"KEN SATO" - English summary

The exhibition cataloque at the Aguéli Museum in Sala, 1998
 
Ivan Aguéli is an artist who has been of great importance to me both
through his work and life. Since I have spent thirty years of my life as
an artist in his "landscape" it is a matter of course for me to exhibit
my works at the Aguéli Museum in Sala. / Ken Sato


" The idea of recurrent creation" was key term for the Swedish painter
Ivan Aguéli (1869-1917), a theme that is widely and profoundly developed
by his sufi Master Ibn 'Ababi(1165-1240). This term implies a particular
sensitiveness concerning the prerequisites and process of the creative act.
The act of painting in itself is turned into a meditation, a spiritual exercise.
"The shadow of the ego" is trained not to stand in the way and hide the free
sight. For Ivan Aguéli it was most important to point out the principles
behind the work of the Creator, not to bring himself out as a creative artist.
A strong sense of the condensation of the moment is also essential. Eternity
within the present. These conception are also essential for Ken Sato. The
sudden appearance of insight, like a "flash of the Grace" in the works of
Aguéli, is central in Zen Buddhism. During the fifties and sixties the painters
of the Paris and New York schools were open-minded towards the
painterly tradition, and some of them expressed an articulate sense of
the directness of calligraphy - a trace of personality, but also of change.

Since childhood Ken Sato has practised calligraphy, which in both Japan
and China is considered the supreme form of art. The careful execution of
the tasks prescribed by the master creates a particular sensivity to shade of
meaning, to the interplay between the monements of the hand, the material
and the presence of mind. The slightest change of attention manifests itself.
The predominantly authoritarian attitude of the Japanese tradition of
calligraphy, however, stood in the way for Ken Sato's yearning for freedom
and further artistic development. By the mid-sixties he left Japan for the
USA where he remaind for one year. In 1966 he moved on to Sweden
where he settled, married and established a family. Systematically and
accurately he acquainted himself thoroughly with the European history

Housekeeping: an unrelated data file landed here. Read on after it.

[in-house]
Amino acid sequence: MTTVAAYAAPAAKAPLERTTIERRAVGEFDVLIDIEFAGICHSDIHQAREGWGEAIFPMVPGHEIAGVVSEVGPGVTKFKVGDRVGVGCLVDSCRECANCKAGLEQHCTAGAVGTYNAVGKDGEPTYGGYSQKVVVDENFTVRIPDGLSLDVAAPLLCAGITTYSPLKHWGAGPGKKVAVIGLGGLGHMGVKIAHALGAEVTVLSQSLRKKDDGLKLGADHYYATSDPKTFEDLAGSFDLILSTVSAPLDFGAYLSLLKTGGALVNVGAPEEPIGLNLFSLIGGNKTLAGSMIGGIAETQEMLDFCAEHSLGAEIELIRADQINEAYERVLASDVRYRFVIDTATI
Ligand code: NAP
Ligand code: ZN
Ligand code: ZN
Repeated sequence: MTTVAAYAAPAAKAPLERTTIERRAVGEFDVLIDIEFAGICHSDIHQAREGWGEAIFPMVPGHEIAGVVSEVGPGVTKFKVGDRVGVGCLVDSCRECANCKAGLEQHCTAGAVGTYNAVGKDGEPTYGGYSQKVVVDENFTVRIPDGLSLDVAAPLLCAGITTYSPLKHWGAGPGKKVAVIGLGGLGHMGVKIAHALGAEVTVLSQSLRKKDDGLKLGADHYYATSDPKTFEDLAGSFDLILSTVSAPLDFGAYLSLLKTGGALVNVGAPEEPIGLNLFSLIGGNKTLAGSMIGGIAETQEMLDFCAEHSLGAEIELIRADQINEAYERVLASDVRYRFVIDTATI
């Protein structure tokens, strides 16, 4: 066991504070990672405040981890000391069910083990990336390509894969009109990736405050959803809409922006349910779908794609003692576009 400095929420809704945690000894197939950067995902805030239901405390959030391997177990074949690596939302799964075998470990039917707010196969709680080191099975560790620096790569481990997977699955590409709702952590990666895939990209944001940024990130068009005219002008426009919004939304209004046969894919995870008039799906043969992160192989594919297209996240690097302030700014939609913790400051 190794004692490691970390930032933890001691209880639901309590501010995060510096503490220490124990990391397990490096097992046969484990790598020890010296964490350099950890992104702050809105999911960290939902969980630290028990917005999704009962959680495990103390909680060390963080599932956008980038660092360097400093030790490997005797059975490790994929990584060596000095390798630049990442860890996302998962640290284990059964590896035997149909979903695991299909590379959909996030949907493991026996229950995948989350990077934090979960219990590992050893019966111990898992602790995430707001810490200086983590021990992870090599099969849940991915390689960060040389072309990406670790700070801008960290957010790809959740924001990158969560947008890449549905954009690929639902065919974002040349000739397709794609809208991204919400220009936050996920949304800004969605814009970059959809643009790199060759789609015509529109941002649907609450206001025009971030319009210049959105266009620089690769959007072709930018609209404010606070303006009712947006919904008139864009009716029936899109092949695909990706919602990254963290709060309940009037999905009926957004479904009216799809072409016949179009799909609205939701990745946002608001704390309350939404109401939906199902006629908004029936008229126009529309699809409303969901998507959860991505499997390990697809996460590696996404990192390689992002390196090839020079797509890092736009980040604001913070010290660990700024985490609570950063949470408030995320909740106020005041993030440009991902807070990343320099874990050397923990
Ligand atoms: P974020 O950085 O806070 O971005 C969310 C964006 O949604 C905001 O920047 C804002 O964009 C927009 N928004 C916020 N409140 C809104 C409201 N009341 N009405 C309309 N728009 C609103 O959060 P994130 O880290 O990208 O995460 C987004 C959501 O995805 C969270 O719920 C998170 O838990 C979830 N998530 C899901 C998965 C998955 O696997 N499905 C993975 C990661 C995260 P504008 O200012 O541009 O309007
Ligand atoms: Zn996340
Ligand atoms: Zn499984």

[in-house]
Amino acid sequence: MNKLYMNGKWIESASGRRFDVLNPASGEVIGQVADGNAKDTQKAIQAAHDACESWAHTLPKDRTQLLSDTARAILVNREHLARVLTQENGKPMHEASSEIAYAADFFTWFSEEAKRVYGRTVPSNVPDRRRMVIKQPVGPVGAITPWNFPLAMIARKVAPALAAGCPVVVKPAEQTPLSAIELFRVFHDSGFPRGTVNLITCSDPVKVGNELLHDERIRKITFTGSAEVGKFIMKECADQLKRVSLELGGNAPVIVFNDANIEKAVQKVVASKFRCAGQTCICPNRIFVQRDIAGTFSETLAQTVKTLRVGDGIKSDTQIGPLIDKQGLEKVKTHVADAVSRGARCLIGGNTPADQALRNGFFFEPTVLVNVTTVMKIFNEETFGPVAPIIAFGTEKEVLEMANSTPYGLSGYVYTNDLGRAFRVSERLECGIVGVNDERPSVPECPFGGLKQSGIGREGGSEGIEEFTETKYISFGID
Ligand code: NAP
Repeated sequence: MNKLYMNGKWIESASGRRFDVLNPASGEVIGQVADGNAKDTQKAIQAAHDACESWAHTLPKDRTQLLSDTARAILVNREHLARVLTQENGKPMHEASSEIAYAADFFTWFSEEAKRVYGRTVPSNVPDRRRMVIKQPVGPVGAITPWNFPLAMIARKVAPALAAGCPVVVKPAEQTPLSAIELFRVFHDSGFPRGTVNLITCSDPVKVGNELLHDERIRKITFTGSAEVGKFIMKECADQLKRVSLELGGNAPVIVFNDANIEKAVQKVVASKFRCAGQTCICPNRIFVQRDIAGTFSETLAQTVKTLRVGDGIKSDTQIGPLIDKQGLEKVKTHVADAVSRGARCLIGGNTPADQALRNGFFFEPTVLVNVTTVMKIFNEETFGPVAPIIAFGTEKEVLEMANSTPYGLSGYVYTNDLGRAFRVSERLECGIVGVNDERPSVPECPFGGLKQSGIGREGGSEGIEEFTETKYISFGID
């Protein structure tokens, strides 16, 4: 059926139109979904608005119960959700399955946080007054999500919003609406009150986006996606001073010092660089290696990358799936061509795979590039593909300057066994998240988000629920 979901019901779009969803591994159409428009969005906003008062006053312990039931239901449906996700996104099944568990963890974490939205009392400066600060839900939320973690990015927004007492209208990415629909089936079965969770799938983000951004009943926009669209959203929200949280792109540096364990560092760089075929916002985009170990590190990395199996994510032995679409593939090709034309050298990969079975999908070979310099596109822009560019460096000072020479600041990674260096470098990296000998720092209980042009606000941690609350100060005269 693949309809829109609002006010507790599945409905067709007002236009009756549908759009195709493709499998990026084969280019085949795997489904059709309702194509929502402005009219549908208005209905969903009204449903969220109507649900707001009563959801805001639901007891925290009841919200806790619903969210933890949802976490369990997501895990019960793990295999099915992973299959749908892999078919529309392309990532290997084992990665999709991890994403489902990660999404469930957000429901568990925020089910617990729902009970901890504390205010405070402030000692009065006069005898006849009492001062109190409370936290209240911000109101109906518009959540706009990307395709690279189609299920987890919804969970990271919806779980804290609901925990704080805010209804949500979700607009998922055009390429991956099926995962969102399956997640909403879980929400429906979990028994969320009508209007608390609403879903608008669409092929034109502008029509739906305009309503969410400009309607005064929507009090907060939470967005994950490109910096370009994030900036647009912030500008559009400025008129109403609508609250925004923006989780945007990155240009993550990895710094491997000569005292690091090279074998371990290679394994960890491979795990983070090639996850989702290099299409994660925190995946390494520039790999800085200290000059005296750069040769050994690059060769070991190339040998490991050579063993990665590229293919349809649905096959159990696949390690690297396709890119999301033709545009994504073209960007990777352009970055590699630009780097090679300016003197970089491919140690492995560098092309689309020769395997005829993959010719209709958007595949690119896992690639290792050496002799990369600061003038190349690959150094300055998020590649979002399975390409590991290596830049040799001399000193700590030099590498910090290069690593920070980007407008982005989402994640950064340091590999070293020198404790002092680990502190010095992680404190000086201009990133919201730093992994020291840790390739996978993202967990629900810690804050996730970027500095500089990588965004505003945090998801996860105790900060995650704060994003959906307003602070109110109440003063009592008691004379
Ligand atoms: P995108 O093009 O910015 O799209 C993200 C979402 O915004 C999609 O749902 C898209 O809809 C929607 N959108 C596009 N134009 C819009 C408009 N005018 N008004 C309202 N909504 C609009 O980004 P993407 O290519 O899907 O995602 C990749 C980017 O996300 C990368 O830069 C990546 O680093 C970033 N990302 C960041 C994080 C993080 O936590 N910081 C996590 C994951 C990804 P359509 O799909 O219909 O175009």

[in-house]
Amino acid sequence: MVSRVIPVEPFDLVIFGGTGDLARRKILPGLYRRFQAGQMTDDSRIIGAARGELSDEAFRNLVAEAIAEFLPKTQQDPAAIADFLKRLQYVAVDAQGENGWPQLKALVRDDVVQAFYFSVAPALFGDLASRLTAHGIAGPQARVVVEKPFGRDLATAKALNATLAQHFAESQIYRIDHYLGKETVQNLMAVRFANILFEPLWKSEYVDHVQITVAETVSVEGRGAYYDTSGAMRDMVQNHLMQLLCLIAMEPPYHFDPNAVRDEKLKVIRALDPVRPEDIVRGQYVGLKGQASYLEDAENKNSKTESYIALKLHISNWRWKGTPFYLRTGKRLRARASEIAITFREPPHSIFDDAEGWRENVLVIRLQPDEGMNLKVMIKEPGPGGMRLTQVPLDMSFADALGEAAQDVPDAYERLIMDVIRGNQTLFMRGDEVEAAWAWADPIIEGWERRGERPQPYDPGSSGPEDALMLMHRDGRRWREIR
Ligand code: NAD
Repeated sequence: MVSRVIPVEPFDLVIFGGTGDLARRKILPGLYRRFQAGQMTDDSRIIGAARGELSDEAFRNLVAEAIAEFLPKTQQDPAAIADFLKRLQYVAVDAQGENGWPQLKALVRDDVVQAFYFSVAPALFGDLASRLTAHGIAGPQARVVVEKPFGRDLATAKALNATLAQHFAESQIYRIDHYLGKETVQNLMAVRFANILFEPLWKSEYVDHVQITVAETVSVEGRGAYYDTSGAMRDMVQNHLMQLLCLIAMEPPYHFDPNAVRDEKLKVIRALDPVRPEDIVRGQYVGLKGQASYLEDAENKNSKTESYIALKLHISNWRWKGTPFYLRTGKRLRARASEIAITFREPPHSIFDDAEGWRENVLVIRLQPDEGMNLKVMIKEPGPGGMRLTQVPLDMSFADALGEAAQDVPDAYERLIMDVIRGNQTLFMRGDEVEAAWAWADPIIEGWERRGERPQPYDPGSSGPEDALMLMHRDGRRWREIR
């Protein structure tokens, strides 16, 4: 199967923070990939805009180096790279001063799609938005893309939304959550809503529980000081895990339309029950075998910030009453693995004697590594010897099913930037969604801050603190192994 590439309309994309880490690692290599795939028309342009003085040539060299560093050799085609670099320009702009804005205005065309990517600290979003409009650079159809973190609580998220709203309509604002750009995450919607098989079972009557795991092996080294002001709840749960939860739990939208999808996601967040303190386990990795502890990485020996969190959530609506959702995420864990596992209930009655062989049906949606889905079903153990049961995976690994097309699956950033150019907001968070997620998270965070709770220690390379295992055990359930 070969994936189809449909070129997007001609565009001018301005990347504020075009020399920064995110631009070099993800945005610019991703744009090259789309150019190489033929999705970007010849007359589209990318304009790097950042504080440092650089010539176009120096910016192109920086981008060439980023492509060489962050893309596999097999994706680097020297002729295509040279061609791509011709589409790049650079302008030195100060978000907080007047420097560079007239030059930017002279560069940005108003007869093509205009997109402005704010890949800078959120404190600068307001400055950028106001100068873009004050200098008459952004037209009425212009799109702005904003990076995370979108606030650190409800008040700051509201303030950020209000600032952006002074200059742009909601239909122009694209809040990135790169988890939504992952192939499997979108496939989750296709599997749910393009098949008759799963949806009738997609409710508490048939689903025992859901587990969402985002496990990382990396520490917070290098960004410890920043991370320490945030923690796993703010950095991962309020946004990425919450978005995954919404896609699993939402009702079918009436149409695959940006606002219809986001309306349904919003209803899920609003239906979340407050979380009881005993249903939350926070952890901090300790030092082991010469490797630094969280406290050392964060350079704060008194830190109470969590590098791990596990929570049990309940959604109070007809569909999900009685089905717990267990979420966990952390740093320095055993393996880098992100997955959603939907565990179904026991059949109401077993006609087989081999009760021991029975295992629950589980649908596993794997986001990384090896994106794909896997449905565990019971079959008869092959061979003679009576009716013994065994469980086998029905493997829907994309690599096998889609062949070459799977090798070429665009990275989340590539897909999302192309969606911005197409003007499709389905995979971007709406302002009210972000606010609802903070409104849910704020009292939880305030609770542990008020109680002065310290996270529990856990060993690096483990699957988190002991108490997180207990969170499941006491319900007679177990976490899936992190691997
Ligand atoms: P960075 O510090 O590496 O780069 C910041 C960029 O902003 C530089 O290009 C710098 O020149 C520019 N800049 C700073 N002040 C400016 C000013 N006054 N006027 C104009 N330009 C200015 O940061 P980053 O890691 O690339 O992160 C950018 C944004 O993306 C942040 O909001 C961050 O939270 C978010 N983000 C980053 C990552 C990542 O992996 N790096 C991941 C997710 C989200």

of art by painting - not by copying masterpieces but by creating his own
variations in the spirit conveyed to him by his studies. He started painting
in oil : landscape, studies of plants, portraits and still lifes, impressionist
and symbolist, surrealist, informal. During the single-tracked seventies
in Sweden, when quite a few artists laid down their paint-brushes, he
painted still lifes. He kept his artistic activity apart from his political
engagements and expressed his social commitment in active political work.
He searched for a more open and dynamic attitude in his art, and always
allowed plenty of time for maturing and the integration of the new experiences.
When having worked in Sweden for seventeen years he returned to Japan
where he painted townscapes from Kyoto inspired by the visual poetry
of Klee.

When I make bright paintings, they lead to darkness. When I have
made rigid paintings for a while, I want to break up the form. I do
not want to get stuck. / Ken Sato


He has a keen feeling for the dynamics of contrasts. Like Aguéli he wanted
to return to his early experiences of landscape and even to the tradition that
had marked him as a child and young man. It is not unusual that an emigrant
experiences his cultural and linguistic individuality more clearly in the new
country. It is not only the departure but also the courage to return with all the
emotions involved. To recognise on a deeper level what has already been
realized. The latter part of eighties implied him scrutinizing his own mind and
coming to terms with his strongest affinities and ideals.

From Japan he went to Paris in1984. His paintings from that period reminds
me a little of the informal painter Tal-Coal. In the early eighties he had also
used sand for the first time in his paintings on paper. In 1983 he held a small
exhibition with exclusively sand-painting in Stockholm. He soon left this
material and did not use it again until ten years later, then with greater
variation and precision. Inbetween he worked hard with calligraphic painting
in Indian ink on paper. This work also produced piles of surplus material,
since he rejected most of what he had accomplished. Later he used it as raw
material for hand-made paper. Some of the paper was later used in
installations.

His sand paintings during the nineties are marked by his effort to construct
an exciting space by simple means. The sand palette has been modulated.
He is using his different shades of sand to create an impression of light and
shadow to the immediate calligraphic gestures. They are tangible, and at the
same time the swift movement is ephemeral and extremely difficult to catch
due to the material he uses. Therein lies part of the challenge. He considers
it most important that his paintings radiate life at the same time as they instil
serenity.

Within the concept of life there is room for disorder within order, instability
within balance. A painter works with colour contrasts, in the tension between
stillness and movement as well as in the balancing of empty space and form,
Between the polarity of reality and illusion. The sense of the paradoxical,
the disintegration of absolute contradictions, resulting from of a gradual
movement towards the distinctive nature of visual expression, characterizes
Ken Sato's artistic work. With his deep confidence in visual poetry and in
the principle of change, so difficult to capture, combined with the inmost
dynamics of the creative act, he has acquired his own unintentional attitude.
In this way he deepens his affinity with his two cultural heritages.

 

Stockholm, January 1998 / Viveca Wessel